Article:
The Department of La Paz is included in the phytogeographic province of Monte. There the vegetation tapestry can be differentiated as follows: a trees stratum represented by some specimens of the Algarrobo Dulce (Prosopis flexuosa), which is associated with a shrub stratum with species such as Jarilla (Larrea cuneifolia and Larrea divaricata) and Zampa (Atriplex lampa).
The wind determines the formation of shifting dunes; there are different species of plants, typical from the desert. However, there are also low areas with clay soils and water accumulation, which are peladales (barren areas) or Guadal (bamboo bushes) as a result of the disappearance of the native vegetation.
The Jonquil: It is a kind of grass with cylindrical smooth and long leaves, it has a stout taproot. Currently the jonquil (Sporolobus rigens) is used to make broom sticks. In the province of Mendoza among the broom users there is a widely recognition of the excellent quality of jonquil from the Department of La Paz when compared to the one from the rest of the province.
Some of the animal species found in the Department, adapted the Sub-district, are:
• Mammals such as the mice, weasels, armadillos, pumas, grey foxes and the guinea pigs.
• Birds from humid areas, such as ducks and quails.
• Birds of prey: vultures, eagles, black legged seriemas, falcons, owls.
• Other birds that can be found: humming birds, doves, pigeons, patagonian conures, house wren and others.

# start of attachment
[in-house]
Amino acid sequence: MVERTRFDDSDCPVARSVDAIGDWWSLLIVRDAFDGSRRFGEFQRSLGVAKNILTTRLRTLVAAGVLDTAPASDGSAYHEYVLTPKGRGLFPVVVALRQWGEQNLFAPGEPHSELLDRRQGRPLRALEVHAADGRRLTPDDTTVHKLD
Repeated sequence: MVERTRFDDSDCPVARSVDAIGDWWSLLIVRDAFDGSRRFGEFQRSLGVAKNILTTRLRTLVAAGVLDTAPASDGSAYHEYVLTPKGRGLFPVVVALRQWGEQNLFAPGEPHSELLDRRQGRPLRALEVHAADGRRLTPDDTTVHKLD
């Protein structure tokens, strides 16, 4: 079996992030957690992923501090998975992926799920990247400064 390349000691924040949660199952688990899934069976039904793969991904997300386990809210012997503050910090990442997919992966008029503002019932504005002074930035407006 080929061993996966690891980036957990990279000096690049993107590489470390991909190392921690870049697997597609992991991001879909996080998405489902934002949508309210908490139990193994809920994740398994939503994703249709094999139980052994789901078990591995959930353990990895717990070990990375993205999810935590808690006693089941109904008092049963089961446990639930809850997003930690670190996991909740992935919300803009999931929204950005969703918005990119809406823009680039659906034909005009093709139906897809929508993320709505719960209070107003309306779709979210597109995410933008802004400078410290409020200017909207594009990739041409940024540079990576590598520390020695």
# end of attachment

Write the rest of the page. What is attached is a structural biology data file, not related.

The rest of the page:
• Reptiles, both snakes (coral, yararanata, boas, vipers and false yararas) and lizards, as green lizards and small lizards.
In La Paz there is the lower bank of the Tunuyán River, which runs towards the Desaguadero River, but the use of these rivers for agriculture and for the other human activities, excluding the periodic climate changes, causes the channel to stay dry most of the year.
The Desaguadero: The East limit of La Paz with the province of San Luis is determined by the Desaguadero River. This river that in the Department sets the limit is presented as a discontinuous water course that is doomed to disappear permanently due to the aforementioned use in the Andean front.
Wells: Considering the absorption power of the open grazing land, which favours the infiltration of rain, it makes it possible to naturally build up wells in the open. As a result there have appeared small population oasis; in addition, this water is consumed in the Estancias.
The Tunuyán: The dam El Carrizal (Departments of Luján and Rivadavia) captures much of the water from the Tunuyán River; the remaining flow is used by the dam Phillips. This would explain the low utilization of the waters of the Tunuyán within the limits of La Paz. Moreover, the climate is very dry La Paz. For its scarcity, the snow and other precipitations do not give significant contributions to the headwaters of the major rivers in the region and consequently, the river system is poor.